When the Watergate scandal began consuming Nixon's presidency, Martha Mitchell, the notoriously unguarded wife of the attorney general, would call Thomas late at night to unload her frustrations at what she saw as the betrayal of her husband John by the president's men.
It was also during the Nixon administration that the woman who scooped so many others was herself scooped - by the first lady. Pat Nixon was the one who announced to the Washington press corps that Thomas was engaged to Douglas Cornell, chief White House correspondent for UPI's archrival, AP.
They were married in 1971. Cornell died 11 years later.
Thomas stayed with UPI for 57 years, until 2000, when the company was purchased by News World Communications, which was founded by the Rev. Sun Myung Moon, leader of the Unification Church.
At age 79, Thomas was soon hired as a Washington-based columnist for newspaper publisher Hearst Corp.
A self-described liberal, Thomas made no secret of her ill feelings for the final president she covered - the second President Bush. "He is the worst president in all of American history," she told the Daily Breeze of Torrance, Calif.
Thomas also was critical of the U.S.-led invasion of Iraq, asserting that the deaths of innocent people should hang heavily on Bush's conscience.
"We are involved in a war that is becoming more dubious every day," she said in a speech to thousands of students at Brigham Young University in September 2003. "I thought it was wrong to invade a country without any provocation."
Some students walked out of the lecture. She won over others with humorous stories from her "ringside seat" to history.
In March 2005, she confronted Bush with the proposition that "your decision to invade Iraq has caused the deaths of thousands of Americans and Iraqis" and every justification for the attack proved false.
"Why did you really want to go to war?" she demanded.
When Bush began explaining his rationale, she interjected: "They didn't do anything to you, or to our country."
"Excuse me for a second," Bush replied. "They did. The Taliban provided safe haven for al-Qaida. That's where al-Qaida trained."
"I'm talking about Iraq," she said.
Her strong opinions finally ended her career.
After a visit to the White House, David Nesenoff, a rabbi and independent filmmaker, asked Thomas on May 27, 2010, whether she had any comments on Israel. "Tell them to get the hell out of Palestine," she replied. "Remember, these people are occupied and it's their land. It's not Germany, it's not Poland," she continued. Asked where they should go, she answered, "They should go home." When asked where's home, Thomas replied: "Poland, Germany and America and everywhere else."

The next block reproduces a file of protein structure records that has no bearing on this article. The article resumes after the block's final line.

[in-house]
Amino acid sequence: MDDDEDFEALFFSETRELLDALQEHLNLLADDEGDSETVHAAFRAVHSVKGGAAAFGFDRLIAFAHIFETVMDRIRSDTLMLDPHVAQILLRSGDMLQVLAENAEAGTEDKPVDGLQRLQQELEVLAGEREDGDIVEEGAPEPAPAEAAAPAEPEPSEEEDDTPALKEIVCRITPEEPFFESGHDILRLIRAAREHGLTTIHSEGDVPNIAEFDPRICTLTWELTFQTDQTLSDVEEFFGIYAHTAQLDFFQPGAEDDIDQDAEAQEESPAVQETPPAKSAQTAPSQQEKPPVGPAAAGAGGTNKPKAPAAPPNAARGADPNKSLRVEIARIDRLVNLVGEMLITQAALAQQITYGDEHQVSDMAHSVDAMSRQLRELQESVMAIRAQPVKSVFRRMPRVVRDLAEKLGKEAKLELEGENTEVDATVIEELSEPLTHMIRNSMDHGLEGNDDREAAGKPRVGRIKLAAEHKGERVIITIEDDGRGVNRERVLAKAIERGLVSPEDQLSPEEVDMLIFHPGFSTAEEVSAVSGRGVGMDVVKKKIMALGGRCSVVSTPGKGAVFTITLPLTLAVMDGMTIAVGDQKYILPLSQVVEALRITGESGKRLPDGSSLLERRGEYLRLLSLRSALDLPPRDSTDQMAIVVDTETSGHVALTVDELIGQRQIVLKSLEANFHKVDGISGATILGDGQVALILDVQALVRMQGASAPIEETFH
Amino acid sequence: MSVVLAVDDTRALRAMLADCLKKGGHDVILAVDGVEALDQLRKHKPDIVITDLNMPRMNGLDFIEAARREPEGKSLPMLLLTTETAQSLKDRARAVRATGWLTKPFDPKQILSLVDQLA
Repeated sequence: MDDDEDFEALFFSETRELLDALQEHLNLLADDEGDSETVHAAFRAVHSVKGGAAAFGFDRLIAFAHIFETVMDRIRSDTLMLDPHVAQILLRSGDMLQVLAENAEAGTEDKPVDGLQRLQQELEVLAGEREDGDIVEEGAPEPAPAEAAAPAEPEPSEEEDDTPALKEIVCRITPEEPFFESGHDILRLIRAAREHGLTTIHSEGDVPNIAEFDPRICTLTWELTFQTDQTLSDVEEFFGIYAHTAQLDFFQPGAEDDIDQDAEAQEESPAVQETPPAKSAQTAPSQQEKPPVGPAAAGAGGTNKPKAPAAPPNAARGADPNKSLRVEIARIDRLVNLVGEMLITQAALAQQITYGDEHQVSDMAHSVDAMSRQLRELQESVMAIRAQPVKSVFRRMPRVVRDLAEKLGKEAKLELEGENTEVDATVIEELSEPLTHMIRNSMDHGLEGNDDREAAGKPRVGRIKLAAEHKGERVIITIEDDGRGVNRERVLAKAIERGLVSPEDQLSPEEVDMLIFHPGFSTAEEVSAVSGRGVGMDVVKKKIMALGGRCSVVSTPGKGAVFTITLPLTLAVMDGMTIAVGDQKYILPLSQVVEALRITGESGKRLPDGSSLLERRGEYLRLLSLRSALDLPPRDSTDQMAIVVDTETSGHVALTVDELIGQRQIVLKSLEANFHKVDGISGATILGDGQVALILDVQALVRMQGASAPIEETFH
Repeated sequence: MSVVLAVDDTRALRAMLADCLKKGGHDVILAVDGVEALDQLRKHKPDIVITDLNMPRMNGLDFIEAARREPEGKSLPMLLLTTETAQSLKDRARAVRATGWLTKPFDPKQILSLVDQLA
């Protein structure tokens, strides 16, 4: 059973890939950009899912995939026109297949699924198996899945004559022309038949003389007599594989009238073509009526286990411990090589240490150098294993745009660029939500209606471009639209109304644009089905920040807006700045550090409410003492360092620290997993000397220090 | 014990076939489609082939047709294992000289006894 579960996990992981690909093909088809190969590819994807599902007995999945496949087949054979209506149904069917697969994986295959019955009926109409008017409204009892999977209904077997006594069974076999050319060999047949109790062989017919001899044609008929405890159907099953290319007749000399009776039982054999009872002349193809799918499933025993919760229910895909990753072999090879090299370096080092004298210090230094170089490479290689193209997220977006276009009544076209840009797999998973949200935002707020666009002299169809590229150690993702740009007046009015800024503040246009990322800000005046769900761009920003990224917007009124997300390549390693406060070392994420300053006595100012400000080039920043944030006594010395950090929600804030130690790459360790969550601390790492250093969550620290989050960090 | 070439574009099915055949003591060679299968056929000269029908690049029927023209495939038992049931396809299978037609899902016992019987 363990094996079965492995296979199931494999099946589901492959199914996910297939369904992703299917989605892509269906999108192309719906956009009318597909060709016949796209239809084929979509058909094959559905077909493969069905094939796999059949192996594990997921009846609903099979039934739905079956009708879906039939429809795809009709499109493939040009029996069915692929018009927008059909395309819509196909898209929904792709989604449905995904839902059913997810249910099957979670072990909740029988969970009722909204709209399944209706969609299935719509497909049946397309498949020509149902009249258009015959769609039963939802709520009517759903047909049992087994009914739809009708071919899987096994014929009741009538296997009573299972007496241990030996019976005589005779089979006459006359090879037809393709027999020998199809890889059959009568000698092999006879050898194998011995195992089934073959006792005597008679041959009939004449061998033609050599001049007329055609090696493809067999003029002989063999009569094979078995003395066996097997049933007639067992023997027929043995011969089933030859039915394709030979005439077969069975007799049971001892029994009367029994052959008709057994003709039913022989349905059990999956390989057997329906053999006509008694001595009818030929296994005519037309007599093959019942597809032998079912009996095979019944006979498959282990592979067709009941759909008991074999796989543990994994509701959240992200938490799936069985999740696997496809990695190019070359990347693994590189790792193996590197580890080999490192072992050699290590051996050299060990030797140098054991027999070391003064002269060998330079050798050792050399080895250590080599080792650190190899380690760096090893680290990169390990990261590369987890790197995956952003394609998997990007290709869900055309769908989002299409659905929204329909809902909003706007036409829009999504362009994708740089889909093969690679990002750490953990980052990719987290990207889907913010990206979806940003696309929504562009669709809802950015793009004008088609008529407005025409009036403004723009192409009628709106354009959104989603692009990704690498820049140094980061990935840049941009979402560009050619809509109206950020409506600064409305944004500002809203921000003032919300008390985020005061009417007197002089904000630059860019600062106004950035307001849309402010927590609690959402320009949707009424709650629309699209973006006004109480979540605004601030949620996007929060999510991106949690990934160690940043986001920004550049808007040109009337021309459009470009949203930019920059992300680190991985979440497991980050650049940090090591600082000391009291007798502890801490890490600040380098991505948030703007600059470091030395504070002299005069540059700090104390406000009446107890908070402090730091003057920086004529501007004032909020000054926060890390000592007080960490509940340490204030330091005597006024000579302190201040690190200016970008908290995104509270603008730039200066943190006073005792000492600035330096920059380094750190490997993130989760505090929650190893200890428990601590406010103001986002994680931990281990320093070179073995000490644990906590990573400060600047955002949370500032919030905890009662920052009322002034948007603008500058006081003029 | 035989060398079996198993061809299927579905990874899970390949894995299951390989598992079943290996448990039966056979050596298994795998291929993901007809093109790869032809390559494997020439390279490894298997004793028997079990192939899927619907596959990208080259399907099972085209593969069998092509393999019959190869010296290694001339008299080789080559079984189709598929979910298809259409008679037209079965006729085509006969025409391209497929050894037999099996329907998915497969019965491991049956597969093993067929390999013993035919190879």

The resulting controversy brought widespread rejection of her remarks. White House spokesman Robert Gibbs called them "offensive and reprehensible." Many Jews were offended by her suggestion that Israelis should "go home" to Germany, Poland and America because Israel was initially settled in 1948 by Jews who had survived or escaped Hitler's attempt to kill all the Jews in Germany and in neighboring conquered countries.
Within days, she retired from her job at Hearst.
Nicholas F. Benton, the owner and editor of the Falls Church News-Press, approached her about writing again. Benton, who had published Thomas' column for years when she was syndicated, said Thomas was initially dubious about continuing to write for the free weekly paper, which at the time had a circulation around 25,000.
"She said, 'You don't want me. I'm poison," he said in a telephone interview Saturday.
He responded that he could handle any criticism, and her column started running in January 2011. She continued to write about national issues, from Social Security to the State of the Union address and the low capital gains tax, which she blamed for creating "a bigger divide between the haves and the have-nots, leaving not much of a middle class in America."
Benton said some of his advertisers got threatening calls, but he said he received more positive letters than negative ones by "quite a wide margin." And Benton said she continued to be "sharp as a tack," sometimes asking if she could get her column in after deadline because she wanted to monitor some late-breaking development. She wrote for the paper for a year, until her health prevented her from continuing.
"She was just the kind of person who really did want to fight to the finish," he said of her return to writing.
Associated Press writer Jessica Gresko contributed to this report.